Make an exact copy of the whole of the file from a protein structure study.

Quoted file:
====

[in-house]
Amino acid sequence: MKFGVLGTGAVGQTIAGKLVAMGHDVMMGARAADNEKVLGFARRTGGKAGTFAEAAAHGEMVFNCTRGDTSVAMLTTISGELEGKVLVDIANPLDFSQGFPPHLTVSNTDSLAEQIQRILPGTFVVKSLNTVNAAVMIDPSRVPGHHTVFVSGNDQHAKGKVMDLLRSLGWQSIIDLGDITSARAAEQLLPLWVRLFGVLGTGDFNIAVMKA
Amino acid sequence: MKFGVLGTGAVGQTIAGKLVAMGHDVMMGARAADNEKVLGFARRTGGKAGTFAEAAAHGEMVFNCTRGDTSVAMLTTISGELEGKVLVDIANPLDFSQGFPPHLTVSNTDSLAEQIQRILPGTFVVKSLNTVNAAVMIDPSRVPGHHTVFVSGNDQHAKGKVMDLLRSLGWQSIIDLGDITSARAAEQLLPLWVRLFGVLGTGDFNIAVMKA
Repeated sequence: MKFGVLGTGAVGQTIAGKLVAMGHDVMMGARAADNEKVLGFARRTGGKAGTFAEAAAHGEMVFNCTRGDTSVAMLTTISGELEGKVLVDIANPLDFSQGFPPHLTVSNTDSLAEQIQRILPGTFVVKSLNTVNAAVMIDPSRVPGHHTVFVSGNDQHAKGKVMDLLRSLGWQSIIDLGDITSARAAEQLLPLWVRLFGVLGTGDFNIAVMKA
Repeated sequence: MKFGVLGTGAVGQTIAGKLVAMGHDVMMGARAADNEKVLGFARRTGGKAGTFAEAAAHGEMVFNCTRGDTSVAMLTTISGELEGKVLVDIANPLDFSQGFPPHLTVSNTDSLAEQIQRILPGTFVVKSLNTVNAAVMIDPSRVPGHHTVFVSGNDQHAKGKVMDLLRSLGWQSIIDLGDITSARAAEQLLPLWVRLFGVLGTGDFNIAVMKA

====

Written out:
[in-house]
Amino acid sequence: MKFGVLGTGAVGQTIAGKLVAMGHDVMMGARAADNEKVLGFARRTGGKAGTFAEAAAHGEMVFNCTRGDTSVAMLTTISGELEGKVLVDIANPLDFSQGFPPHLTVSNTDSLAEQIQRILPGTFVVKSLNTVNAAVMIDPSRVPGHHTVFVSGNDQHAKGKVMDLLRSLGWQSIIDLGDITSARAAEQLLPLWVRLFGVLGTGDFNIAVMKA
Amino acid sequence: MKFGVLGTGAVGQTIAGKLVAMGHDVMMGARAADNEKVLGFARRTGGKAGTFAEAAAHGEMVFNCTRGDTSVAMLTTISGELEGKVLVDIANPLDFSQGFPPHLTVSNTDSLAEQIQRILPGTFVVKSLNTVNAAVMIDPSRVPGHHTVFVSGNDQHAKGKVMDLLRSLGWQSIIDLGDITSARAAEQLLPLWVRLFGVLGTGDFNIAVMKA
Repeated sequence: MKFGVLGTGAVGQTIAGKLVAMGHDVMMGARAADNEKVLGFARRTGGKAGTFAEAAAHGEMVFNCTRGDTSVAMLTTISGELEGKVLVDIANPLDFSQGFPPHLTVSNTDSLAEQIQRILPGTFVVKSLNTVNAAVMIDPSRVPGHHTVFVSGNDQHAKGKVMDLLRSLGWQSIIDLGDITSARAAEQLLPLWVRLFGVLGTGDFNIAVMKA
Repeated sequence: MKFGVLGTGAVGQTIAGKLVAMGHDVMMGARAADNEKVLGFARRTGGKAGTFAEAAAHGEMVFNCTRGDTSVAMLTTISGELEGKVLVDIANPLDFSQGFPPHLTVSNTDSLAEQIQRILPGTFVVKSLNTVNAAVMIDPSRVPGHHTVFVSGNDQHAKGKVMDLLRSLGWQSIIDLGDITSARAAEQLLPLWVRLFGVLGTGDFNIAVMKA